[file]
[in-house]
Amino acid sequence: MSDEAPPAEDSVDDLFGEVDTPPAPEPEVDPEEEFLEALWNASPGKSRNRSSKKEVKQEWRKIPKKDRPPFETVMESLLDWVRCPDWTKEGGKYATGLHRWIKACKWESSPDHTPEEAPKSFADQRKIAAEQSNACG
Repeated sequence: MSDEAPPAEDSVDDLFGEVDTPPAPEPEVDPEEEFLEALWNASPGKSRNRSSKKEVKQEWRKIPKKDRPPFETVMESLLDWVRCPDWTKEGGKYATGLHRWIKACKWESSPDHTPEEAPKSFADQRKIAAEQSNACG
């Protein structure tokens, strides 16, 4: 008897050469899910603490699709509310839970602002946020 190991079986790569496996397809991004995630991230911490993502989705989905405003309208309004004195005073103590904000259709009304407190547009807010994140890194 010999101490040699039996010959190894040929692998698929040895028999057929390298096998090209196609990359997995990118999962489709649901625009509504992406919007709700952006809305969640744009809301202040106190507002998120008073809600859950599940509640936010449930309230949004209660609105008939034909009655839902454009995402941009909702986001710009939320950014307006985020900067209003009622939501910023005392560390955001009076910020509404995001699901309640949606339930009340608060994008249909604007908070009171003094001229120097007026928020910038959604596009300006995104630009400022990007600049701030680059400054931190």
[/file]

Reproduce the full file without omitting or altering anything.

[in-house]
Amino acid sequence: MSDEAPPAEDSVDDLFGEVDTPPAPEPEVDPEEEFLEALWNASPGKSRNRSSKKEVKQEWRKIPKKDRPPFETVMESLLDWVRCPDWTKEGGKYATGLHRWIKACKWESSPDHTPEEAPKSFADQRKIAAEQSNACG
Repeated sequence: MSDEAPPAEDSVDDLFGEVDTPPAPEPEVDPEEEFLEALWNASPGKSRNRSSKKEVKQEWRKIPKKDRPPFETVMESLLDWVRCPDWTKEGGKYATGLHRWIKACKWESSPDHTPEEAPKSFADQRKIAAEQSNACG
């Protein structure tokens, strides 16, 4: 008897050469899910603490699709509310839970602002946020 190991079986790569496996397809991004995630991230911490993502989705989905405003309208309004004195005073103590904000259709009304407190547009807010994140890194 010999101490040699039996010959190894040929692998698929040895028999057929390298096998090209196609990359997995990118999962489709649901625009509504992406919007709700952006809305969640744009809301202040106190507002998120008073809600859950599940509640936010449930309230949004209660609105008939034909009655839902454009995402941009909702986001710009939320950014307006985020900067209003009622939501910023005392560390955001009076910020509404995001699901309640949606339930009340608060994008249909604007908070009171003094001229120097007026928020910038959604596009300006995104630009400022990007600049701030680059400054931190």